Have visa, will travel. The US has emerged as yet another destination for travel-hungry Australian finance professionals, adding to the talent shortage that is plaguing the country in the accounting and financial markets.
The signing last year of the Australia-US Free Trade Agreement means that young Australian professionals no longer need to enter the green card lottery to gain visas to the US. Instead, the E-3 visa programme has been expanded from 900 Australians to 10,500, sparking a rush of applicants seeking experience in the major financial centres such as New York, Chicago and Los Angeles. Spouses are also able to find work with the E-3 visa.
"It is having a significant impact on 25 to 35 year-old professionals in all fields," says Ian Wilson of Boyden Partners. "I heard someone describe it as the new vacuum cleaner for our talent."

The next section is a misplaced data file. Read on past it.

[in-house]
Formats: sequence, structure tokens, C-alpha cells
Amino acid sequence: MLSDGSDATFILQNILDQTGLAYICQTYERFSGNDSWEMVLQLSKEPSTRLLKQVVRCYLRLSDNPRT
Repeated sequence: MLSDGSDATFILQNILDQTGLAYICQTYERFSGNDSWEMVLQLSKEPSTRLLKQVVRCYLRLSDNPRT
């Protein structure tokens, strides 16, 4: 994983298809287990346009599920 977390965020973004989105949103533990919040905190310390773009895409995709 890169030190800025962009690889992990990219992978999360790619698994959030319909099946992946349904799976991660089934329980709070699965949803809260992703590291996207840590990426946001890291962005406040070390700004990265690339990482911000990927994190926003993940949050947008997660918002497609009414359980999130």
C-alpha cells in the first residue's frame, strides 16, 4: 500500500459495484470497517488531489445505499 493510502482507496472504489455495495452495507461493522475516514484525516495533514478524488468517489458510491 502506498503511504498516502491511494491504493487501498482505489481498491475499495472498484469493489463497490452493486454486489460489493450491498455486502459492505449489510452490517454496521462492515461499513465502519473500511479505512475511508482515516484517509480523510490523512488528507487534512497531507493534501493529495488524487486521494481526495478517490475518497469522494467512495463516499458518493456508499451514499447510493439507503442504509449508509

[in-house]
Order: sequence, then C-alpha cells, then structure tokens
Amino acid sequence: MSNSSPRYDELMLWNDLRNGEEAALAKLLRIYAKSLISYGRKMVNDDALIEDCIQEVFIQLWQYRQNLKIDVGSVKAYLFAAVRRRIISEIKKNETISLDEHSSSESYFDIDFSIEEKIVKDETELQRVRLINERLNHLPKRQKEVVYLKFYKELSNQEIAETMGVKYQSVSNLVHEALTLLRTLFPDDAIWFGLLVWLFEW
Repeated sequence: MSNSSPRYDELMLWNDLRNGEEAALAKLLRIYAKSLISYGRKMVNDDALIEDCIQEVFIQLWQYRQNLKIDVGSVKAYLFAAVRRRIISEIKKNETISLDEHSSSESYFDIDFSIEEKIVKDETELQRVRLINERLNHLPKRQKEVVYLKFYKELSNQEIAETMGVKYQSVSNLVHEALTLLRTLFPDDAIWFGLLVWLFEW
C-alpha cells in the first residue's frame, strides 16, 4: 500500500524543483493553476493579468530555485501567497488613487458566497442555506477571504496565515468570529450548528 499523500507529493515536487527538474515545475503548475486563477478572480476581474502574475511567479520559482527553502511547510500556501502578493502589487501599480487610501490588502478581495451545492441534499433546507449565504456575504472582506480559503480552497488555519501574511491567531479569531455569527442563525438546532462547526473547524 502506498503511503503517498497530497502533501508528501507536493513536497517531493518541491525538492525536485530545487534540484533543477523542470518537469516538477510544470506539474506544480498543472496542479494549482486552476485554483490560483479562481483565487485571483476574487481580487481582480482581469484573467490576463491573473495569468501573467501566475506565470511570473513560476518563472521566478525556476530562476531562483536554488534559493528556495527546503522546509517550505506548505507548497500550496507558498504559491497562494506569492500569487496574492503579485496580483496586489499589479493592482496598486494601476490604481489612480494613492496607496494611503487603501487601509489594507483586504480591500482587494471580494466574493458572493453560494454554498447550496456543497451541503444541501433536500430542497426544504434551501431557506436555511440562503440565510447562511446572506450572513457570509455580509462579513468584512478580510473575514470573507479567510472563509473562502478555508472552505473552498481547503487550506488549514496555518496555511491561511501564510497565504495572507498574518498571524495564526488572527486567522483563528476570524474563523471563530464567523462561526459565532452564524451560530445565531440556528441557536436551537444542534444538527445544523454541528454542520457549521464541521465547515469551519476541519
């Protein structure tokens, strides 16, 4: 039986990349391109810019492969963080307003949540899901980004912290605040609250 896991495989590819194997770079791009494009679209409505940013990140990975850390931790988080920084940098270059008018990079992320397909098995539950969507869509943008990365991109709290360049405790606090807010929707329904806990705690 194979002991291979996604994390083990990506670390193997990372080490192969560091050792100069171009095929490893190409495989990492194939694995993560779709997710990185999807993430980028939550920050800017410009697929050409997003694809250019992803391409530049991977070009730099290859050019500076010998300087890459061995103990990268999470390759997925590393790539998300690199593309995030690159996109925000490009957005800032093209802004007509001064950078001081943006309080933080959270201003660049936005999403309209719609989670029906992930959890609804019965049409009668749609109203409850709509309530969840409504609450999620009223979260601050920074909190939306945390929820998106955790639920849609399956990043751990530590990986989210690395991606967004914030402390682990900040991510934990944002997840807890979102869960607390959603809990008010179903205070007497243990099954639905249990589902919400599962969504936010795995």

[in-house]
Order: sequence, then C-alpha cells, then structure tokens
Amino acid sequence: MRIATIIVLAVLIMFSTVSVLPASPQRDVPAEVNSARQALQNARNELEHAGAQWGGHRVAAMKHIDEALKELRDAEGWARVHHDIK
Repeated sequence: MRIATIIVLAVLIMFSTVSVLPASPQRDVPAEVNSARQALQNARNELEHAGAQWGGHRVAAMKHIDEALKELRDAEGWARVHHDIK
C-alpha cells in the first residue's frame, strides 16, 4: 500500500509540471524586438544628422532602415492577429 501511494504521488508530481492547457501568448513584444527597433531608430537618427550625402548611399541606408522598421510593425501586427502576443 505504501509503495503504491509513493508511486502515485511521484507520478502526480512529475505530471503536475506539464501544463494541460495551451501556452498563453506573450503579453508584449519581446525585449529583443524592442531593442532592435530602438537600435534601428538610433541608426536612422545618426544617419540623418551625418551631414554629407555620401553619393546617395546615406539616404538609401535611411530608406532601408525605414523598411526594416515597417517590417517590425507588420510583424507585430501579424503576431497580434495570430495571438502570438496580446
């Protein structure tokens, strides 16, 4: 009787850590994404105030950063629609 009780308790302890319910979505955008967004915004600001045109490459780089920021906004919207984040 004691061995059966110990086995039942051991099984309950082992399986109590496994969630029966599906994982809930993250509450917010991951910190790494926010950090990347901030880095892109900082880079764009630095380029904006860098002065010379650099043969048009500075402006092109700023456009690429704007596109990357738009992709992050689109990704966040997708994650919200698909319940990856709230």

Australian finance professionals have traditionally headed to Europe, particularly the UK, or more recently to Asia, to gain their international experience.
Adam Kolokotsas, of Tanner Menzies, says the new visa arrangements are particularly attractive to investment bankers. "The typical profile is a single male executive in his early 30s, keen to broaden his experience," he says.
Jonathan Harris, an executive from recruiting firm Talent2, says Australians are starting to follow the example of New Zealanders, who have long been split between Europe and the US as destinations. "Mostly we see it in the post-grad or post qualification market."